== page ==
Farmed tuna. (Photo Credit: Kinki University)
High growth expectations for 'Kindai tuna'
Friday, November 28, 2014, 23:50 (GMT + 9)
Kinki University (Kindai) expects that by 2020 there will have been a threefold increase in the farmed bluefin tuna obtained through an innovative technique it developed to offset overfishing impacts on this resource.
The university is confident that the new way of raising bluefin tuna from eggs to maturity, whose meat has been named Kindai tuna, will contribute for annual shipments to increase from 2,000 to 3,000 this year, and to 6,000 by 2020, The Japan Times reported.
Meanwhile, given the decline in bluefin tuna stocks in the Pacific Ocean, Japan and other tuna-fishing economies are due to tighten fisheries control measures starting next year.
University Kinki's project was appealing to Tuna Dream Goto Co, a subsidiary of Toyota Tsusho Corp, with headquarters in Nagasaki prefecture, which has become a commercial partner and certified producer of Kindai tuna.
“As moves to protect natural resources are increasing, it is clear that demand for Kindai tuna will rise,” said Yoshiki Miura, head of Toyota Tsusho’s Food and Agribusiness Division.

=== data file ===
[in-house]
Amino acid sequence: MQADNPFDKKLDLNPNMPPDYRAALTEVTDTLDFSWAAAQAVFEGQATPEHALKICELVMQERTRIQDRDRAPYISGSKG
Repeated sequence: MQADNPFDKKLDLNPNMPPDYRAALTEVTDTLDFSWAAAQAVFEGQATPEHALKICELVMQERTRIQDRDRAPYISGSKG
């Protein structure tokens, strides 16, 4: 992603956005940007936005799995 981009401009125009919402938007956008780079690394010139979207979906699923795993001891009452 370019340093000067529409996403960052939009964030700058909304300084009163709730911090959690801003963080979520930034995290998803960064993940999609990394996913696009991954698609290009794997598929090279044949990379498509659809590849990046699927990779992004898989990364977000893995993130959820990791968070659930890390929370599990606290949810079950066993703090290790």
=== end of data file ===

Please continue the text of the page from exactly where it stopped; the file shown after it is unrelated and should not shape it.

At first Kindai tuna will be supplied to tuna restaurants run by the university and to department stores across Japan but then it will be sold overseas, such as in North America and Southeast Asia.
Goto raises young fish that the university hatches from eggs and thanks to the use of the techniques developed by the University, it has become successful in making tuna reach adulthood.
Kinki University, whose aquaculture programme and research started in 1948, was the first organization to successfully raise red sea bream and amberjack using full-cycle aquaculture, a process that involves raising fish from eggs to adults, rather than from juvenile fish caught in the wild.
This institution intends to continue to push the boundaries of aquaculture research, with the ultimate goal of reducing pressure on wild fish stocks and cultivating the oceans of the world through the reintroduction of fish.
- Toyota Tsusho and Kinki University intend to enhance bluefin tuna farming